# V.12:5 (218-221): The c-Test by William Eckhardt

Item# \V12\C05\CTEST.PDF
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## Product Description

The c-Test by William Eckhardt

We all know that thorough testing is the only way to determine whether a particular trading system or indicator is viable. William Eckhardt, the mathematician whose conversation with Richard Dennis helped bring about the Turtles, points out that before you spend time testing a method, you should first use a methodological test for dimensional coherency called the c-test.

In most cases, the only way to evaluate trading indicators or systems is through diligent and rigorous testing. However, there are cases in which indicators, systems or even entire approaches can be rejected on principle. A good way to root out the unworkable indicators, systems or approaches is to apply a c-test, which is a methodological test for dimensional coherency. A system can be said to be dimensionally coherent if its results do not change even though the units of measure do. The test is applied directly to the formulas or rules that define a system or indicator. If the system or indicator fails the c-test, then it will give incoherent results that cannot be trusted; however, a formula determined to be incoherent can often be modified to pass the c-test.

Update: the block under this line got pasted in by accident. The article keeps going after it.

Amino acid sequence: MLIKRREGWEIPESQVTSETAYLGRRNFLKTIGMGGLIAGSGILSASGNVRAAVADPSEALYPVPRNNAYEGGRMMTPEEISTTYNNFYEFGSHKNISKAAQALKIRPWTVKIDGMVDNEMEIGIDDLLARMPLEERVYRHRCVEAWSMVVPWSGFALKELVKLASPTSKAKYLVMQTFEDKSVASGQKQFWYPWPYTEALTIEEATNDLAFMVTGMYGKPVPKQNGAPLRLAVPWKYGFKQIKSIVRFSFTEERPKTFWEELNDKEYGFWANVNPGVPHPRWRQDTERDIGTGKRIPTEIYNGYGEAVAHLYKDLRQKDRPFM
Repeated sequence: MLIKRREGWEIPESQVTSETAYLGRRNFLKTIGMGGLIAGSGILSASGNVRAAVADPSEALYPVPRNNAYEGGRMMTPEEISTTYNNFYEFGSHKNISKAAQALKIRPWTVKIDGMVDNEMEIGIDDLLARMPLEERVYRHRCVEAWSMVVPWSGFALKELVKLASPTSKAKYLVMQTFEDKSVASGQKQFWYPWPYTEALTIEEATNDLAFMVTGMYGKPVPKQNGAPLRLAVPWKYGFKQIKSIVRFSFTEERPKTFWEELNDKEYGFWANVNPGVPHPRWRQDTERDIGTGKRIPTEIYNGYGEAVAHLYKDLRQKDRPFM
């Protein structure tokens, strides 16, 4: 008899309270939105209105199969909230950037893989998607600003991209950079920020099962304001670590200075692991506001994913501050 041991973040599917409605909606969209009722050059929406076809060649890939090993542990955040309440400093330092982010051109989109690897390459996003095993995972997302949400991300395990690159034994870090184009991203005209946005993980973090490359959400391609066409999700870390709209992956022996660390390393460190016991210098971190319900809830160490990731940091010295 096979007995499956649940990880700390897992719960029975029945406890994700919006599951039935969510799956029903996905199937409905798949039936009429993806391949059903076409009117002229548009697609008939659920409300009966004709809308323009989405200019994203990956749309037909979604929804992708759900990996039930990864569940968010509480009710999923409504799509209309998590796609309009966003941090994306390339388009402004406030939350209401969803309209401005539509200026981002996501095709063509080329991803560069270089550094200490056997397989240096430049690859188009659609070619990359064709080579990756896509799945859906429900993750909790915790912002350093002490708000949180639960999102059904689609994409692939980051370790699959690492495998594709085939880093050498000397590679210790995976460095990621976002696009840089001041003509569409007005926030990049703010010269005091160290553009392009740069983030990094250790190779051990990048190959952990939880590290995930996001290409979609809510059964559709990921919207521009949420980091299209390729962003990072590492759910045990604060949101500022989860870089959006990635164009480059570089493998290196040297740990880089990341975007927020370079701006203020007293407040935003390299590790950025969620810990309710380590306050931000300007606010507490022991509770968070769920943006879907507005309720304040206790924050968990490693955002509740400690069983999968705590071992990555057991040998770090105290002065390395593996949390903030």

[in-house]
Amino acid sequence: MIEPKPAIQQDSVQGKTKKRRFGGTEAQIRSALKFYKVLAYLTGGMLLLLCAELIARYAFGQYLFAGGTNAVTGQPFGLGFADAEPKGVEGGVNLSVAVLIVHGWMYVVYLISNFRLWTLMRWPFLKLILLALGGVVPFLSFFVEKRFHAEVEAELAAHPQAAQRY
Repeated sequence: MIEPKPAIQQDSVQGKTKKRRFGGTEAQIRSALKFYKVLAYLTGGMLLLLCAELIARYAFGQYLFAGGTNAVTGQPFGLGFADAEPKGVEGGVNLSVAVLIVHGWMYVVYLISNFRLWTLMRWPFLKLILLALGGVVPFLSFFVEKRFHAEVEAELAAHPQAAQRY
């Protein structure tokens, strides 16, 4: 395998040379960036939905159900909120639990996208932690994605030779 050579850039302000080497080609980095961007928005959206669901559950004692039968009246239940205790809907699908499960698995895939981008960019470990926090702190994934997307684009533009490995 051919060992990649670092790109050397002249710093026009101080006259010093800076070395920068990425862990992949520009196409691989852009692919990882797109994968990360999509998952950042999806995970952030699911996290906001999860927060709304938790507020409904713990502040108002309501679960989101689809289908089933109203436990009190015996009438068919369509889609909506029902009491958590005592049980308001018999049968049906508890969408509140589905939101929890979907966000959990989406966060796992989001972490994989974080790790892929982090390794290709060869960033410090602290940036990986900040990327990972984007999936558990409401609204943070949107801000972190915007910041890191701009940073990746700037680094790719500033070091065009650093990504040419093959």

To determine why a coherency test is necessary, first we look at some charting procedures that we suspect may be incoherent — for example, the fallacy of attaching significance to the sizes of angles on a bar chart or similar price graph. It is not that trading systems making use of angles are inferior — there is such a glut of bad systems in general that it would hardly be worthwhile to identify only a few — but rather, these angle-dependent trading systems are pseudo-systems, incoherent procedures disguised as algorithms.

What holds true in a particular system should hold true no matter what the measurement. Now, a change in one unit may necessitate a change in others; if you change the unit of distance, then you must make corresponding changes to the unit of area or volume. However, in price analysis, the overriding variables of price and time are so heterogeneous that a change in the scale of one may occasion no need for a change in the scale of the other. (Chart services frequently rescale the price axes of their charts while leaving the time scales the same year after year.) Clearly, then, it should be possible to change the units

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